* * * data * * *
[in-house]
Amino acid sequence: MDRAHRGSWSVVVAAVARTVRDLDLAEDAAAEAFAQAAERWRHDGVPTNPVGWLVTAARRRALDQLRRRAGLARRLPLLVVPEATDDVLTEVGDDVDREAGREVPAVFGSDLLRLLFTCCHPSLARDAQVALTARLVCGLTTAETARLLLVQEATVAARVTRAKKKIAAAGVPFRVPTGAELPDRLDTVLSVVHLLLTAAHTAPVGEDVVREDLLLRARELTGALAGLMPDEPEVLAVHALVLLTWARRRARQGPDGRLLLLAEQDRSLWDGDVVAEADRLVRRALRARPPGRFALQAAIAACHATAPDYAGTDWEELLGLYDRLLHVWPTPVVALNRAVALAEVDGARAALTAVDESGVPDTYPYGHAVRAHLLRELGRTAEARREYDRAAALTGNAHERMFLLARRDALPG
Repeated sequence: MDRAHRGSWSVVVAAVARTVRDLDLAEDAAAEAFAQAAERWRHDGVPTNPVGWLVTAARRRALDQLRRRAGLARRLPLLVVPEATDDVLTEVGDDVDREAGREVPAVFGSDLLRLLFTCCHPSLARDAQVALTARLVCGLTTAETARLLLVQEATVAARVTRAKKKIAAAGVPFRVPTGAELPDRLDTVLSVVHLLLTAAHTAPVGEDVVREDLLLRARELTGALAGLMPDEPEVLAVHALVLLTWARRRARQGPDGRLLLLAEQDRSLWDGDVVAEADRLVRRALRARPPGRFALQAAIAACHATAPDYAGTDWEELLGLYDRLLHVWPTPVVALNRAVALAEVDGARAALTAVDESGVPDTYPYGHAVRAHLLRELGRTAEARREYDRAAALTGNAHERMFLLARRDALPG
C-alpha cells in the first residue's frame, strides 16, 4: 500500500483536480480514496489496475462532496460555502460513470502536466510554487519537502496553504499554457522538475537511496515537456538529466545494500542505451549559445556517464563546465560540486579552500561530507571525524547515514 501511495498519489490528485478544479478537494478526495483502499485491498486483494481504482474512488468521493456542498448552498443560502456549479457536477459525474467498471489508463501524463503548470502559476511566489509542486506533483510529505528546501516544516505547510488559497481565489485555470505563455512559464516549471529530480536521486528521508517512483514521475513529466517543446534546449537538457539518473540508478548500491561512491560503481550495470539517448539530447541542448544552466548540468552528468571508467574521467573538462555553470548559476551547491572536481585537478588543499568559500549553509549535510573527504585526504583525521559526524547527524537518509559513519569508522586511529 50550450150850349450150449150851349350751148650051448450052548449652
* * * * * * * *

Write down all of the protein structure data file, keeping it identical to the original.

[in-house]
Amino acid sequence: MDRAHRGSWSVVVAAVARTVRDLDLAEDAAAEAFAQAAERWRHDGVPTNPVGWLVTAARRRALDQLRRRAGLARRLPLLVVPEATDDVLTEVGDDVDREAGREVPAVFGSDLLRLLFTCCHPSLARDAQVALTARLVCGLTTAETARLLLVQEATVAARVTRAKKKIAAAGVPFRVPTGAELPDRLDTVLSVVHLLLTAAHTAPVGEDVVREDLLLRARELTGALAGLMPDEPEVLAVHALVLLTWARRRARQGPDGRLLLLAEQDRSLWDGDVVAEADRLVRRALRARPPGRFALQAAIAACHATAPDYAGTDWEELLGLYDRLLHVWPTPVVALNRAVALAEVDGARAALTAVDESGVPDTYPYGHAVRAHLLRELGRTAEARREYDRAAALTGNAHERMFLLARRDALPG
Repeated sequence: MDRAHRGSWSVVVAAVARTVRDLDLAEDAAAEAFAQAAERWRHDGVPTNPVGWLVTAARRRALDQLRRRAGLARRLPLLVVPEATDDVLTEVGDDVDREAGREVPAVFGSDLLRLLFTCCHPSLARDAQVALTARLVCGLTTAETARLLLVQEATVAARVTRAKKKIAAAGVPFRVPTGAELPDRLDTVLSVVHLLLTAAHTAPVGEDVVREDLLLRARELTGALAGLMPDEPEVLAVHALVLLTWARRRARQGPDGRLLLLAEQDRSLWDGDVVAEADRLVRRALRARPPGRFALQAAIAACHATAPDYAGTDWEELLGLYDRLLHVWPTPVVALNRAVALAEVDGARAALTAVDESGVPDTYPYGHAVRAHLLRELGRTAEARREYDRAAALTGNAHERMFLLARRDALPG
C-alpha cells in the first residue's frame, strides 16, 4: 500500500483536480480514496489496475462532496460555502460513470502536466510554487519537502496553504499554457522538475537511496515537456538529466545494500542505451549559445556517464563546465560540486579552500561530507571525524547515514 501511495498519489490528485478544479478537494478526495483502499485491498486483494481504482474512488468521493456542498448552498443560502456549479457536477459525474467498471489508463501524463503548470502559476511566489509542486506533483510529505528546501516544516505547510488559497481565489485555470505563455512559464516549471529530480536521486528521508517512483514521475513529466517543446534546449537538457539518473540508478548500491561512491560503481550495470539517448539530447541542448544552466548540468552528468571508467574521467573538462555553470548559476551547491572536481585537478588543499568559500549553509549535510573527504585526504583525521559526524547527524537518509559513519569508522586511529 50550450150850349450150449150851349350751148650051448450052548449652